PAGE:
A bit of relevant family history, before I return to the present of this country. During the First World War Galicia - then a province of the Austro-Hungarian Empire, later part of Poland – was a deadly battlefield. Great armies passed though it back and forth, fighting and killing each other. It was most certainly not a pleasant place to be. All residents of Galicia suffered greatly, and the Jews there suffered even worse then the others, because war conditions gave a free rein to anti-Semites of all kinds.

It was at that time that my grandparents, Yehoshua and Sarah Keller, escaped from the flames of Galicia, and found refuge in Berlin, the capital of Germany. Germany was then considered a civilized and enlightened country, and after the 1918 Revolution which established the Weimar Republic it had a model Liberal and Democratic Constitution. My grandparents lived together with hundreds of other Jewish refugees and asylum seekers in a big, crowded building near the Alexanderplatz in the eastern part of Berlin. There, my father Ya'akov Keller was born in 1929.

Not all residents of Germany were happy with the fact that their country has become a haven for refugees. For example, at a rally which took place in the city of Hanover in July 1922, a minor local politician named Gustav Seifert got loud applause when he voiced a warning that the influx of refugees from the East was a time bomb and a serious danger to Germany. Who was this Gustav Seifert, and who were the people who applauded him? They were not complete  monsters. Just simple people, living through a difficult social and economic crisis, who felt threatened by this flow of refugees with their strange language and weird clothes, and who felt it just must be stopped. As the speaker on the podium said.

Gustav Seifert in himself was not any great political success, and his name remains an unimportant footnote in the history books. But he and many others joined a party which grew and gained political momentum and made to the citizens of Germany a solemn promise that the flow of refugees will be stopped, once and for all. The party gained a capable and highly talented leader, whose name became known across the country, later all over the world. And finally, this party came to power.

That was when my father was four years old. During the new government's first months in power, Jews in Berlin (as in all the world) celebrated the Feast of Tabernacles. Supporters of the new government, who very much disliked refugees, came in the evening to the big crowded building near the Alexanderplatz and destroyed the Sukka, the ceremonial hut which had been erected in the courtyard. My grandparents came then and there to the conclusion that it would be better not to stay in Germany.

Indeed, the party which came to power in Germany at that time fulfilled its promise to the voters, and stopped the flow of refugees from the East. It fulfilled that promise very thoroughly - in fact, in a much more thorough way than most of the voters could have imagined when they brought it to power. By the time when that party ended its twelve years of tenure in power, many of these voters were no longer alive. But that's another story.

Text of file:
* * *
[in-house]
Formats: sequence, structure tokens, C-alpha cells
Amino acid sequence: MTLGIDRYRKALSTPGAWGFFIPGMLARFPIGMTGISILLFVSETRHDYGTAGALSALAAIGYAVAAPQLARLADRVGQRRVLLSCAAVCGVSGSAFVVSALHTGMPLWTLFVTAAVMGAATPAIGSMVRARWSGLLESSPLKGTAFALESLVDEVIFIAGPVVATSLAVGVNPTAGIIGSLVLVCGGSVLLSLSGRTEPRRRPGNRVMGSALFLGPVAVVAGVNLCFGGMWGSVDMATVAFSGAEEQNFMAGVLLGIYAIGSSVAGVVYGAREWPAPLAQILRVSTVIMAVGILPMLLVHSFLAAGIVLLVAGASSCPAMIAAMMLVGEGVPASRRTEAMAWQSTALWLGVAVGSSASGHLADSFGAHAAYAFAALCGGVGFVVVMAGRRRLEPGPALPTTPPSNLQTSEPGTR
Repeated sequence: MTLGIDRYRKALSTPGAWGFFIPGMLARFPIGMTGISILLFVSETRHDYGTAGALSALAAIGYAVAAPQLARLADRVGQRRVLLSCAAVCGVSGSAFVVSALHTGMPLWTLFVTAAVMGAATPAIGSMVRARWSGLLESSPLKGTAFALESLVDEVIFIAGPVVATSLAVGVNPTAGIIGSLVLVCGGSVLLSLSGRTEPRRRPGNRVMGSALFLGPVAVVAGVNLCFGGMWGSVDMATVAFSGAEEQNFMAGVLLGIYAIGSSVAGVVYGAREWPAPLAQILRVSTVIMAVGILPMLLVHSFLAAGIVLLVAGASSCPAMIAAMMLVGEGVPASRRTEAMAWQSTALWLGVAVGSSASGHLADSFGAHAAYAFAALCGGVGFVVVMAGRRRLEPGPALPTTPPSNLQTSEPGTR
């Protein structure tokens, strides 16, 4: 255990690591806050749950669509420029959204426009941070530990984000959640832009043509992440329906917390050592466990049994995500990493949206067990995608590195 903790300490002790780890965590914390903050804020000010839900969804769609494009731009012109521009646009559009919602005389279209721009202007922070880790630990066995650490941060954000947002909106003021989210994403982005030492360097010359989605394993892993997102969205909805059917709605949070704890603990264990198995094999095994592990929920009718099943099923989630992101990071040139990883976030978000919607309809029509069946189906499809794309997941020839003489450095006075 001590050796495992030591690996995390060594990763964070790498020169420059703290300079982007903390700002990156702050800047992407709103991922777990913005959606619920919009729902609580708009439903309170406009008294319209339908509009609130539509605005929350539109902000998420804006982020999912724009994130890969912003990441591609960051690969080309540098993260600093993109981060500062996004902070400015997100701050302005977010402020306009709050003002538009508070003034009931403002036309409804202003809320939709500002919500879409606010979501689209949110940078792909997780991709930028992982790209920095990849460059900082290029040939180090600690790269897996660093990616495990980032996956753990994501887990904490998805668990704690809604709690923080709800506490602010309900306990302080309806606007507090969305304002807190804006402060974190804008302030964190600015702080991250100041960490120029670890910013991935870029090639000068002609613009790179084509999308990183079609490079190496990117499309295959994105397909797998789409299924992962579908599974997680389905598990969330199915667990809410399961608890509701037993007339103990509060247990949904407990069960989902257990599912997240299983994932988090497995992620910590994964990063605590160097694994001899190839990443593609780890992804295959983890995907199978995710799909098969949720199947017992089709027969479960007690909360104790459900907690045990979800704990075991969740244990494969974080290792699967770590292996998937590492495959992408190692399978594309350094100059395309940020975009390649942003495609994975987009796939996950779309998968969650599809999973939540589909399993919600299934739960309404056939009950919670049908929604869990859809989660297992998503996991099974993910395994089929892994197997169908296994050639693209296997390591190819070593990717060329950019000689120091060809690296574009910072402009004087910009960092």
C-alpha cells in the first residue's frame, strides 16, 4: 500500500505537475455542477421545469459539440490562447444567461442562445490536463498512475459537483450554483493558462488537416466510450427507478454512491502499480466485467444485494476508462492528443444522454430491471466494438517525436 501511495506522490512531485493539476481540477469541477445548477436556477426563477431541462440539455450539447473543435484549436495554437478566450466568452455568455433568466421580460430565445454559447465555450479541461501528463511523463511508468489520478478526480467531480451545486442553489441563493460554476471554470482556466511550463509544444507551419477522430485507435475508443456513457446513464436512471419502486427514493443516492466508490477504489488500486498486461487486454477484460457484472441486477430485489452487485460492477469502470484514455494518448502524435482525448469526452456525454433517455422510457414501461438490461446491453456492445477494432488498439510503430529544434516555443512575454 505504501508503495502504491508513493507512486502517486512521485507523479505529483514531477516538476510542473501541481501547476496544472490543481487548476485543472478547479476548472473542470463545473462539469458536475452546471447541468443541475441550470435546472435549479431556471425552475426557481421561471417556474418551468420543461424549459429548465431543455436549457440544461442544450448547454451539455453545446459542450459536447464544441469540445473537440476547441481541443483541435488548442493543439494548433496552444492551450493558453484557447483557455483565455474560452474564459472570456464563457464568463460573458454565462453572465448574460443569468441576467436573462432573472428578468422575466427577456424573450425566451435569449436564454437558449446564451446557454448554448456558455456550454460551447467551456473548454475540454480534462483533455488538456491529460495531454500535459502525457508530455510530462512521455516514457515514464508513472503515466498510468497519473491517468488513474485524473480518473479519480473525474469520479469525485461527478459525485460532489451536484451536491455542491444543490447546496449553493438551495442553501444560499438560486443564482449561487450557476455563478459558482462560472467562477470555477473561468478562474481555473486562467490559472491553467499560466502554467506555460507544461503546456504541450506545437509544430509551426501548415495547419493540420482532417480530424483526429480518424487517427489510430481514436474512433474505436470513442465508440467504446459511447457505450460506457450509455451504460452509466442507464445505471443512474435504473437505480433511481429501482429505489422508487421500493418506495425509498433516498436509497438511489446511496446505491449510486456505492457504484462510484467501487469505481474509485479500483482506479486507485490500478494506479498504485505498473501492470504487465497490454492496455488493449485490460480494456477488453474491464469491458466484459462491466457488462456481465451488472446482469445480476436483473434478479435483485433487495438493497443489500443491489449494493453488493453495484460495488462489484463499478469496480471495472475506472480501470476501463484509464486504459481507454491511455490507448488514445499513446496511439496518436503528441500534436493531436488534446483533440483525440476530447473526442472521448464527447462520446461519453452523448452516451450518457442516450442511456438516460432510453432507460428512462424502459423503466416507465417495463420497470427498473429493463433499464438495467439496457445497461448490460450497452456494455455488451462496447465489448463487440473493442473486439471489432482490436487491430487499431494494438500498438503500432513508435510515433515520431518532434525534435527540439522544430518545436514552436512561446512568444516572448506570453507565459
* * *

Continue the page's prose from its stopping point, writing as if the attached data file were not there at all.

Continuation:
Chapter Six

My father arrived at this country with his parents in 1933 and grew up and came to adulthood in Jerusalem, and I was born and raised in Tel Aviv, and this week I was at home and late at night witnessed on TV the  Knesset voting and passing the law which says that from now on, anyone crossing Israel's southern border would be liable to three years' imprisonment without trial.

37 Knesset Members supported this law and only eight opposed it. 73 other Knesset members just voted with their feet. The heated debate continued deep into the night, and the comfortable hotel beds paid from the state budget beckoned.

Even before it was definitely enacted, Minister Aharonovitch instructed the personnel of the Police and Border Guards and Prison Service to prepare for the expected flood of detainees. Prison slots have already been prepared for fifteen thousand people, and the government approved funding to build more prisons and detention camps. All infiltrators will automatically get three years in prison. Refugee? Asylum seeker? Just a migrant worker? First of all, get him in the cell and shut the door on him, and then (if at all) look into who he is and what he is looking for here.

Would it really deter them from continuing to come here? That is far from sure. Certainly, three years in an Israeli prison is not a picnic. But many of the people who come here by foot from faraway Africa have undergone such horrors in the places from which they fled and also at various places along the way, that they may still would insist on escaping into our territory.

"We have no choice. We had to pass this law. We are the only country in the First World which Third World people can reach on foot," said yesterday morning the Prime Minister's Chef de Bureau  on the radio.

Indeed, it is so. Israel is the first part of the First World, the rich and successful and prosperous part of the Earth. Even the poorest in our country (and there are many of them, and their numbers increase every year) live a better life than the residents of most African countries.

A hundred years ago, this country was a remote province of the Ottoman Empire. A clear part of what is nowadays called "Third World". How did Israel manage to become part of the First World, a place which people from Africa strive to reach (even for three years in prison...)? Of course, our own hard work and know how and the quality of our workforce was part of it. But the State of Israel also received considerable help to get that high up on the ladder.

For example, the aid to the tune of three billion dollars per year, generously granted to the State of Israel over several decades by the generous Uncle Sam. Three billion dollars a year – much more than the aid provided by the United States to any country in Black Africa.

So why do they continue coming, these damned infiltrators who go thousands of miles on foot and do not flinch from the horrors of the way nor from three years in nice Israeli prisons? Maybe they're looking here for the dollars which America did not send to their country of origin?